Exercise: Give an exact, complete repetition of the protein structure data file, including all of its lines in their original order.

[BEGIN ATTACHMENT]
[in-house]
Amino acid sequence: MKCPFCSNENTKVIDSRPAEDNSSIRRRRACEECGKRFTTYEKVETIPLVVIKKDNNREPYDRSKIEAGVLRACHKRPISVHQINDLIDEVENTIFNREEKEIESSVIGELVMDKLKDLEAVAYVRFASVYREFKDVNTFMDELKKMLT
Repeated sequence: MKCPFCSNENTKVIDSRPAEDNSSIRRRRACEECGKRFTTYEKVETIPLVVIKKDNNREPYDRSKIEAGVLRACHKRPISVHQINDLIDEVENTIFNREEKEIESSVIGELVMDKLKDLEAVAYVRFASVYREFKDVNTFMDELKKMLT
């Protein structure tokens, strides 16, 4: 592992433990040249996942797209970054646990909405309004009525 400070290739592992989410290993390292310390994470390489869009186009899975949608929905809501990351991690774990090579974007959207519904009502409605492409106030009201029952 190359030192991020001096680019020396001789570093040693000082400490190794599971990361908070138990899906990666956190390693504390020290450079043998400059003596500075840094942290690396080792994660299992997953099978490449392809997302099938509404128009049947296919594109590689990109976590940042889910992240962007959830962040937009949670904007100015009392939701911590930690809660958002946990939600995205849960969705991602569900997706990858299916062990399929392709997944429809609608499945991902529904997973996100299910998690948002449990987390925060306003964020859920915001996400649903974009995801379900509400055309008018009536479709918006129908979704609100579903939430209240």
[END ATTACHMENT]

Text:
[in-house]
Amino acid sequence: MKCPFCSNENTKVIDSRPAEDNSSIRRRRACEECGKRFTTYEKVETIPLVVIKKDNNREPYDRSKIEAGVLRACHKRPISVHQINDLIDEVENTIFNREEKEIESSVIGELVMDKLKDLEAVAYVRFASVYREFKDVNTFMDELKKMLT
Repeated sequence: MKCPFCSNENTKVIDSRPAEDNSSIRRRRACEECGKRFTTYEKVETIPLVVIKKDNNREPYDRSKIEAGVLRACHKRPISVHQINDLIDEVENTIFNREEKEIESSVIGELVMDKLKDLEAVAYVRFASVYREFKDVNTFMDELKKMLT
């Protein structure tokens, strides 16, 4: 592992433990040249996942797209970054646990909405309004009525 400070290739592992989410290993390292310390994470390489869009186009899975949608929905809501990351991690774990090579974007959207519904009502409605492409106030009201029952 190359030192991020001096680019020396001789570093040693000082400490190794599971990361908070138990899906990666956190390693504390020290450079043998400059003596500075840094942290690396080792994660299992997953099978490449392809997302099938509404128009049947296919594109590689990109976590940042889910992240962007959830962040937009949670904007100015009392939701911590930690809660958002946990939600995205849960969705991602569900997706990858299916062990399929392709997944429809609608499945991902529904997973996100299910998690948002449990987390925060306003964020859920915001996400649903974009995801379900509400055309008018009536479709918006129908979704609100579903939430209240």